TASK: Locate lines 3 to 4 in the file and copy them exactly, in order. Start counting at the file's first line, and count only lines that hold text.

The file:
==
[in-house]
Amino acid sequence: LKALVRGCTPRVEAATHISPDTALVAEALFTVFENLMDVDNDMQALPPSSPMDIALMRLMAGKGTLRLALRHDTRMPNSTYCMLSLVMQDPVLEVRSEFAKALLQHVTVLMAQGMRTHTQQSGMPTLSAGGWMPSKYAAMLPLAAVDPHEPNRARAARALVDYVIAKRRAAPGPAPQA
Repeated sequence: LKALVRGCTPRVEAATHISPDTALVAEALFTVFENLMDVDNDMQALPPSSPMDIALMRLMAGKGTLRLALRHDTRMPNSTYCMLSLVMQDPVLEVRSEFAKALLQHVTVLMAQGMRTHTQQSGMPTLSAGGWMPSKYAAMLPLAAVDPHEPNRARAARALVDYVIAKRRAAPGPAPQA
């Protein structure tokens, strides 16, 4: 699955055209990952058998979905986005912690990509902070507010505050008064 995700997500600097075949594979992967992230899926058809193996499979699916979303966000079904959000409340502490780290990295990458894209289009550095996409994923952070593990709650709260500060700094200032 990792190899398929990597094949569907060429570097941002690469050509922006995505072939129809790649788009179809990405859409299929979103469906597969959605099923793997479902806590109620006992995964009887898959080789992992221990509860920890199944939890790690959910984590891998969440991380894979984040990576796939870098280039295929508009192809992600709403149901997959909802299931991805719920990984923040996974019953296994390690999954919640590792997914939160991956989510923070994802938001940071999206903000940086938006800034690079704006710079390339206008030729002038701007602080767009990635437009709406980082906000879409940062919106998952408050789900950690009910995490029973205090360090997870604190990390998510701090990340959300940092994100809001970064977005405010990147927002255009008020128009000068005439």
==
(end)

Repeated sequence: LKALVRGCTPRVEAATHISPDTALVAEALFTVFENLMDVDNDMQALPPSSPMDIALMRLMAGKGTLRLALRHDTRMPNSTYCMLSLVMQDPVLEVRSEFAKALLQHVTVLMAQGMRTHTQQSGMPTLSAGGWMPSKYAAMLPLAAVDPHEPNRARAARALVDYVIAKRRAAPGPAPQA
């Protein structure tokens, strides 16, 4: 699955055209990952058998979905986005912690990509902070507010505050008064 995700997500600097075949594979992967992230899926058809193996499979699916979303966000079904959000409340502490780290990295990458894209289009550095996409994923952070593990709650709260500060700094200032 990792190899398929990597094949569907060429570097941002690469050509922006995505072939129809790649788009179809990405859409299929979103469906597969959605099923793997479902806590109620006992995964009887898959080789992992221990509860920890199944939890790690959910984590891998969440991380894979984040990576796939870098280039295929508009192809992600709403149901997959909802299931991805719920990984923040996974019953296994390690999954919640590792997914939160991956989510923070994802938001940071999206903000940086938006800034690079704006710079390339206008030729002038701007602080767009990635437009709406980082906000879409940062919106998952408050789900950690009910995490029973205090360090997870604190990390998510701090990340959300940092994100809001970064977005405010990147927002255009008020128009000068005439």